Care of the remains of the deceased is an important part of the services offered. Families may choose to have loved ones buried or cremated. Burial is still favored over cremation (approximately 60% of Smith’s clients choose burial over cremation). However, business has also expanded to include an on-site crematorium and a monument company which also provides services on writing a great obituary. As one might surmise, the funeral home business has undergone many changes in the ninety years of operation in Grinnell. As the fourth generation business owners, John and Bill recall when they were children, their father not only operated a furniture store and a funeral home, but also one of the town’s two ambulance services.
In those days, there were no pagers, cell phones, or answering machines. The phone line was staffed around the clock. Because of the ambulance service calls, the young Smith boys would sometimes go for days without seeing their father. As they grew older, they would occasionally go out on calls and were able to observe how the remains of the deceased were handled and transported and how the grieving families were consoled. John and Bill also helped with the yard work at the funeral home, did various painting jobs, cleaned the cars and set up chapel chairs for services. It was, and continues to be, a true family business, despite the many changes over the years.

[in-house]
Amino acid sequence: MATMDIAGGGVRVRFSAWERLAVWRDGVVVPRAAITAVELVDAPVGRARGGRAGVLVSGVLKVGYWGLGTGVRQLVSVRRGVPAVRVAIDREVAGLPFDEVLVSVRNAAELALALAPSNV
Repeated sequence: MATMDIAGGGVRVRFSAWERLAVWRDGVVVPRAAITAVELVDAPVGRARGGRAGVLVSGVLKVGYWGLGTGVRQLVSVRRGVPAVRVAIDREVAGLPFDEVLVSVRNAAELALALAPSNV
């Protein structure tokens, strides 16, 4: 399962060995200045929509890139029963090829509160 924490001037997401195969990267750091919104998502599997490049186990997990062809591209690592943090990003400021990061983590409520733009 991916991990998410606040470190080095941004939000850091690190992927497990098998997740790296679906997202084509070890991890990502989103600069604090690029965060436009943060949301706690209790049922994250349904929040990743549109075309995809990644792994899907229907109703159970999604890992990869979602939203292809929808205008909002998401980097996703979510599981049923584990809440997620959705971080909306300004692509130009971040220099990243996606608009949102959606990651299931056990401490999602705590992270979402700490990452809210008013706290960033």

Just as the nature of funeral business has changed, so have the traditions surrounding the services. John and Bill commented on the evolution of the funeral processes and practices over time. Years ago, the funerals were primarily Catholic or Protestant. Catholic funerals were traditionally held at 10:00 AM and Protestant funerals at two PM. These days, with a variety of faiths and spiritual preferences, the common practice is to have a visitation and a morning funeral the following day, and sometimes an informal gathering later in the day or evening. “Celebrations of Life” are now more popular than traditional funerals. Since families are often scattered among various areas of the country or the world, funerals have become family reunions.
Another change that has occurred over time, is the inclusion of more celebratory music. During tradition funerals, a church organ may have provided the only music. These days, music may be performed by a soloist, organist, string quartet, or a prerecorded CD may be played. Videos or slideshows are often part of the service now. John commented that words and music provide powerful messages for the grieving families.